Executive Summary

2018 Progress Assessment on the New York Declaration on Forests

Goal 10 Assessment (Full report here)

 

Farming and forestry, insatiable consumer appetites, population growth, and growing wealth in emerging economies exercise an ever-increasing pressure on forests. Responding to this threat, in 2014, more than 190 governments, corporations, nongovernmental and indigenous peoples’ organizations endorsed the New York Declaration on Forests (NYDF), which formulates ten ambitious forest goals and aims at halting natural forest loss by 2030.

Despite this and other pledges to address deforestation, the world continues to lose natural forests at an alarming rate. In the three years following the adoption of the NYDF (2014–17), the average annual rate of natural forest loss was 42 percent higher than in the previous decade.[i]

While not sufficient to address deforestation by itself, good forest governance is a necessary condition for forest protection and sustainable land use. Good governance enables the implementation of and compliance with laws and policies to address deforestation and participatory, informed decision-making processes. Weak governance in the forest sector comes at a cost. Lost revenues from tax evasion, the loss of ecosystem functions, and conflicts with forest communities are estimated to cause more than USD 17 billion in economic losses per year. Goal 10 of the NYDF recognizes the link between governance and deforestation and commits endorsers to

“strengthen forest governance, transparency, and the rule of law, while also empowering communities and recognizing the rights of indigenous peoples, especially those pertaining to their lands and resources.” 

Over the past year, a coalition of nongovernmental organizations and think tanks – the NYDF Assessment Partners – has analyzed steps taken to achieve this goal. The partners have evaluated progress across eight indicators of forest governance, covering forest laws and policies, the rule of law, demand-side measures, transparency, participation and access to justice, and empowering and ensuring the rights of indigenous peoples and local communities. Despite major data challenges, the assessment highlights the importance of good governance in protecting forests, but also reveals the limited progress in improving it.

Main findings

Improvements in forest governance remain too slow to have a measurable impact on reducing deforestation. There is progress in increasing transparency around forests, improving law enforcement, and expanding demand-side measures to address illegal logging in a number of countries. However, these improvements fall short of what is needed to address the vast governance challenges that continue to allow deforestation and inhibit efforts to improve forest conservation and management. Areas of particular concern include the continued failure to grant indigenous peoples’ and local communities’ rights and decision-making power over their forests and the increasing violence against defenders of lands and forests. In addition, much deforestation is illegal, and corruption remains rampant in and around forests.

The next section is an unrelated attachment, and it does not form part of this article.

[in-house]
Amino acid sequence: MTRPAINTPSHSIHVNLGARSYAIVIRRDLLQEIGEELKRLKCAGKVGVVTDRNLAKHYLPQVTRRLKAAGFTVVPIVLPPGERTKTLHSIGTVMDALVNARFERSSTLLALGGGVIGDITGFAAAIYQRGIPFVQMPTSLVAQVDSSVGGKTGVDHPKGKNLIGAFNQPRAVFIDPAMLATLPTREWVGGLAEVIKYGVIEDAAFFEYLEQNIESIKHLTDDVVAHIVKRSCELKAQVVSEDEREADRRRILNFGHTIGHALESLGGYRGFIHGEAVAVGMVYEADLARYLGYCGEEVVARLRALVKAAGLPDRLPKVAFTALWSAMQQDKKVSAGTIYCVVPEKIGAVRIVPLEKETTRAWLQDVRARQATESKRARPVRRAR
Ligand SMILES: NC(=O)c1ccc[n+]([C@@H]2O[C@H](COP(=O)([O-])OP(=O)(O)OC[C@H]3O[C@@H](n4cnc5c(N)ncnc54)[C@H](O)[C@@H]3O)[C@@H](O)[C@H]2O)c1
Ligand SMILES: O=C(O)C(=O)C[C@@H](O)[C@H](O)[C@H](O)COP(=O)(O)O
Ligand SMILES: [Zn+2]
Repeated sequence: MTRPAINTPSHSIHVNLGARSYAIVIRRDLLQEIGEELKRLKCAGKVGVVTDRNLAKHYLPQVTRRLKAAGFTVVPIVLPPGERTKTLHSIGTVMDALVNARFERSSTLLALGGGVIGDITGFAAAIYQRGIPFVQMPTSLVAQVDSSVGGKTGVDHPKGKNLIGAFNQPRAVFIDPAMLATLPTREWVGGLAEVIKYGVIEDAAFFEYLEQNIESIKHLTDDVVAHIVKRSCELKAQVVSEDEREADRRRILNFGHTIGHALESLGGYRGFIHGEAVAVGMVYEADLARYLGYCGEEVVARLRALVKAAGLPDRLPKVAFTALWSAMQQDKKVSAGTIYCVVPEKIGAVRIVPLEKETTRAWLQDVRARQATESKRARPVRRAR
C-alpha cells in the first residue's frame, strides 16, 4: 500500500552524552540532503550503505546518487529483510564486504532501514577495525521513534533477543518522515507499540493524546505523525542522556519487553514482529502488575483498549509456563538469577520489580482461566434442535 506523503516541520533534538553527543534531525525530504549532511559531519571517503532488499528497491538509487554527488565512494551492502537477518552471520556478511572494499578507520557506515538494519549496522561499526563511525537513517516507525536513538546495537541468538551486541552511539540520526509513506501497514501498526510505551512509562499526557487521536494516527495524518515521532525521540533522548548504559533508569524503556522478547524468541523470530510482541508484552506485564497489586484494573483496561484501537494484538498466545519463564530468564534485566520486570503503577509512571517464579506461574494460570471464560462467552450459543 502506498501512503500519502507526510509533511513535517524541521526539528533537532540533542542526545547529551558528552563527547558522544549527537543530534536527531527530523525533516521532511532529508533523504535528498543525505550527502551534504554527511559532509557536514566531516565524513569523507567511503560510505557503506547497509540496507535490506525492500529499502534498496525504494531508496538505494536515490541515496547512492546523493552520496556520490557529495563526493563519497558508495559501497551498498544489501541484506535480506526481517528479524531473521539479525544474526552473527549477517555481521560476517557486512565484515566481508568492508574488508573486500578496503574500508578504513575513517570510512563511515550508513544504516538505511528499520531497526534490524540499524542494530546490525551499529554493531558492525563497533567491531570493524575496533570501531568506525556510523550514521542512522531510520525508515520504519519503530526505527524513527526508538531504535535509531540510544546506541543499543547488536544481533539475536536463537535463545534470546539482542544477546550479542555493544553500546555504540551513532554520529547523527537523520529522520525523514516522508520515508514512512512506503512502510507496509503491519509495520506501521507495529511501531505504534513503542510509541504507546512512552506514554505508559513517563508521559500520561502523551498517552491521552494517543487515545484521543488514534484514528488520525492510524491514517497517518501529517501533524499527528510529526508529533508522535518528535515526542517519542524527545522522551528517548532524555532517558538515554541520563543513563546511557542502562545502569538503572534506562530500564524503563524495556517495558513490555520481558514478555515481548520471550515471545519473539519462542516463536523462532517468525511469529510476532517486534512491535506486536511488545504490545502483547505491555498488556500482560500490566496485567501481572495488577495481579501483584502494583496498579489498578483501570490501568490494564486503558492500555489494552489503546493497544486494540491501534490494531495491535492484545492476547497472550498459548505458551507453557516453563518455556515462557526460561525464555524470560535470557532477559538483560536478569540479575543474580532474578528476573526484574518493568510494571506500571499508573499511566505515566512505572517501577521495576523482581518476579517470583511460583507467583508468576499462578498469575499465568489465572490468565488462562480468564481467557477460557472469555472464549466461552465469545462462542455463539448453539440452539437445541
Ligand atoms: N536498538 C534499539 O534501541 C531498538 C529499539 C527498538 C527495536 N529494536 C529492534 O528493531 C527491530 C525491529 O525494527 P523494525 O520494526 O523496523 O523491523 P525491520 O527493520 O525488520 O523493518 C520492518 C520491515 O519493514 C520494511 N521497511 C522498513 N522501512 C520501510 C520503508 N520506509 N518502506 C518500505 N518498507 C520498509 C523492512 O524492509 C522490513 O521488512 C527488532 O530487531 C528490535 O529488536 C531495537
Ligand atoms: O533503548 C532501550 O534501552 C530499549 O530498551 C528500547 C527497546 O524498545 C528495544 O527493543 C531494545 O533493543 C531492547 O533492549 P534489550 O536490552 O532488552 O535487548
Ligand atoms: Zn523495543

The most serious governance challenges are found in poorer countries, where institutions and the rule of law tend to be weak. Although many countries do have strong laws on the books, particularly concerning access to information and justice, these laws are often inadequately implemented. Some developed countries with high forest cover and large populations of indigenous peoples have stronger rule of law and minimal illegal deforestation; however, their laws often provide insufficient protection for the land and resource rights of those populations. In many cases, the countries with stronger laws on illegal deforestation have weaker laws on access to information and participation in decision-making.

Criterion 1: Governance, the rule of law and forest-related crime

  • Much tropical deforestation is illegal. In particular where commercial agriculture is driving significant forest loss, the risk that forest laws are violated remains alarmingly high. In two thirds of major timber-producing countries and all of the countries that are the largest tropical producers of palm oil, soy, and beef, there is a significant risk of one or – in most cases – multiple forest-related laws being broken in the production of these commodities.
  • Forest protection depends on strong national regulatory frameworks combined with local institutions that are empowered and equipped to implement policies and laws. An assessment of efforts in countries that account for almost half of global tropical forest area shows that, with one exception, all countries made progress in strengthening their laws and policies tackling illegal logging and deforestation. However, most countries suffer from major inconsistencies within forest legislation or with legislation governing the sectors that drive deforestation, while some also lack of political will to implement these laws.
  • Limited resources and capacities of forest enforcement agencies are a major barrier to ensuring the rule of law and may be symptomatic of limited priority being attached to implementing forest laws. Increased international cooperation among enforcement agencies, has, however, been successful in tackling trade in illegal timber, including the seizure of USD 1.5 billion worth of timber through international cooperation efforts since 2012.
  • Countries with high levels of corruption experience the highest loss of forest. Relatively strong forest laws are often undermined by limited enforcement and high levels of corruption. Overall corruption levels remain high and, for the most part, unchanged over the past five years. Several countries have important deficiencies in financial management of forest revenues, which can facilitate corruption and embezzlement.